Coalition seeks slice of mineral proceeds
A coalition of Mesa County municipalities and Colorado Mesa University is hoping to get a major share of $1.8 million that the Mesa County Federal Mineral Lease District will distribute early next year.
The district received a check for just over $1 million at the end of August, bringing the total of money it has to $2.9 million, which it hopes to distribute quickly.
“I want to get the money out the door where it can do some good, but I don’t want to be hasty about it,” district Chairman David Ludlam said.
To do that, the district is preparing applications for grants from the money, which comes from payments for federal mineral leases within the county. The board hopes to offer grants of up to $1 million, as well as smaller grants of up to $50,000 in separate cycles.
The only distribution the district has made so far was $1.6 million from 2011 revenues, which it awarded to CMU for the establishment of its Unconventional Energy Center. CMU matched that grant with an equal amount to create an endowment and the center has issued its first round of grants from the proceeds.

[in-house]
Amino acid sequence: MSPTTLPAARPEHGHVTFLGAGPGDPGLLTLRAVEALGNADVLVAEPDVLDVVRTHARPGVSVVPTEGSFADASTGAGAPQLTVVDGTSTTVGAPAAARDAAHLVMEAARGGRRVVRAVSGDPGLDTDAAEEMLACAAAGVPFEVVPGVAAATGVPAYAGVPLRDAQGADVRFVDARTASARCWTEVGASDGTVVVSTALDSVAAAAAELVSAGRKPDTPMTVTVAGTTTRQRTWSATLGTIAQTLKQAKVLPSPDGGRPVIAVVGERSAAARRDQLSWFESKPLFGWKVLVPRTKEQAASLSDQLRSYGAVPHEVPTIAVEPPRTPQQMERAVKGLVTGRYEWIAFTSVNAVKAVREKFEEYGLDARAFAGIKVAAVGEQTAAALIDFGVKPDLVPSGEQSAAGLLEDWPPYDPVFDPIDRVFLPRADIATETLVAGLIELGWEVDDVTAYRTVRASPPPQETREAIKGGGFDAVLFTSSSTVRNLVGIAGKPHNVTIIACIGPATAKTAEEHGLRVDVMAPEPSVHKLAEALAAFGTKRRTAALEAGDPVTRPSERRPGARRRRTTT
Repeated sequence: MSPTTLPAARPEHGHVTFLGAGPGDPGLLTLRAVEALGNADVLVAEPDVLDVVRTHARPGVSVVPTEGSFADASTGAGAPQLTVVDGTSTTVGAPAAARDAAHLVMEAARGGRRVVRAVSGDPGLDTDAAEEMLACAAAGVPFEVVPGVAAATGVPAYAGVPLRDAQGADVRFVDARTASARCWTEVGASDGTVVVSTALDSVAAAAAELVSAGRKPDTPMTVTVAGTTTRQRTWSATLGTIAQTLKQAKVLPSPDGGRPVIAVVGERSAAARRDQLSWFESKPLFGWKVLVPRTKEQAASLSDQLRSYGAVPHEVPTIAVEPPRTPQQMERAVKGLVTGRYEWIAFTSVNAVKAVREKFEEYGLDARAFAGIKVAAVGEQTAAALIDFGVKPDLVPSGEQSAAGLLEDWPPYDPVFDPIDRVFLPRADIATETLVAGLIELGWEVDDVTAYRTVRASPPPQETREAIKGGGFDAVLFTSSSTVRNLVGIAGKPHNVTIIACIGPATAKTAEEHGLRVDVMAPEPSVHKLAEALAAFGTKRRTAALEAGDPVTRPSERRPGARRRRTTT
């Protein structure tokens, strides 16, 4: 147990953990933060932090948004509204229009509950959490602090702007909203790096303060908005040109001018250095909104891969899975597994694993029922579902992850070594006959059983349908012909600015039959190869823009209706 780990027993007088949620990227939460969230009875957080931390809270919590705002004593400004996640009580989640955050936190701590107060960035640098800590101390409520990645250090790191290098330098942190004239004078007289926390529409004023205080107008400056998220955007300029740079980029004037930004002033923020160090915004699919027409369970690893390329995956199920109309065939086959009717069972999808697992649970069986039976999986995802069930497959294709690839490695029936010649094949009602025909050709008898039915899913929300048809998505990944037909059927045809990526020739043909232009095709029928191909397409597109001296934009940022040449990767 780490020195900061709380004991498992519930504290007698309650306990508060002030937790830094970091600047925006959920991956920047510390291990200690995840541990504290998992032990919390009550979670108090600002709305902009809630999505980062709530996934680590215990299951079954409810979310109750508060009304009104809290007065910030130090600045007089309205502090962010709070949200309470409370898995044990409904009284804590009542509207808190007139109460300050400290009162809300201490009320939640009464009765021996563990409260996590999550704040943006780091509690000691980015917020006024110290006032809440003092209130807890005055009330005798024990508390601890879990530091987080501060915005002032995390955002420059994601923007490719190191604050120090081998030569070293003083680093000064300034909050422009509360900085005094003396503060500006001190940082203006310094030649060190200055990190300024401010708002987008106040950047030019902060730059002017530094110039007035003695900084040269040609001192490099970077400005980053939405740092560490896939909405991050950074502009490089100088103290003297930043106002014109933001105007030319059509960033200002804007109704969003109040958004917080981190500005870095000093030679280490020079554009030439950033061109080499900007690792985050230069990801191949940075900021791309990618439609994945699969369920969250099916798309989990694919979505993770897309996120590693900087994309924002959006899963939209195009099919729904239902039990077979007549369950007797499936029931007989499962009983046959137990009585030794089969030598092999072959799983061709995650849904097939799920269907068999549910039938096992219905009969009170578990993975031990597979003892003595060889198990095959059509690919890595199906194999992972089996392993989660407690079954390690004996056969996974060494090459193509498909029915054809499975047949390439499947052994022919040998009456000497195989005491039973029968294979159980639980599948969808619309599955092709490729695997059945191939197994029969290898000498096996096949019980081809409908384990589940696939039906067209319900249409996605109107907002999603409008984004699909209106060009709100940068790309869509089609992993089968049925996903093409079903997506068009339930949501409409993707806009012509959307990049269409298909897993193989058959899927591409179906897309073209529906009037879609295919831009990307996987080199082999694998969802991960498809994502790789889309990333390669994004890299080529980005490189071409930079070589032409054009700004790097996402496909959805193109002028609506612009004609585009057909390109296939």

The award to a single applicant, however, caused some resentment among other applicants, said Mesa County Commissioner Steve Acquafresca, who also sits on the district board.
The city managers of Fruita, Grand Junction and Palisade, as well as a CMU official, told the board on Wednesday that they would jointly support a grant for Colorado Law Enforcement Training Center, which so far includes a track on which law enforcement officers practice high-speed and other dangerous driving techniques.
The training center also has applied to the Garfield County Mineral Lease District for $1 million. The district made no awards from 2012 revenues because of the questions about the effect of the revenues on federal distributions.
The district also received $17,400 from the Colorado Department of Local Affairs, which represents the county’s share of $5.9 million in mineral lease payments withheld from counties as part of sequestration, a 5.1 percent spending reduction.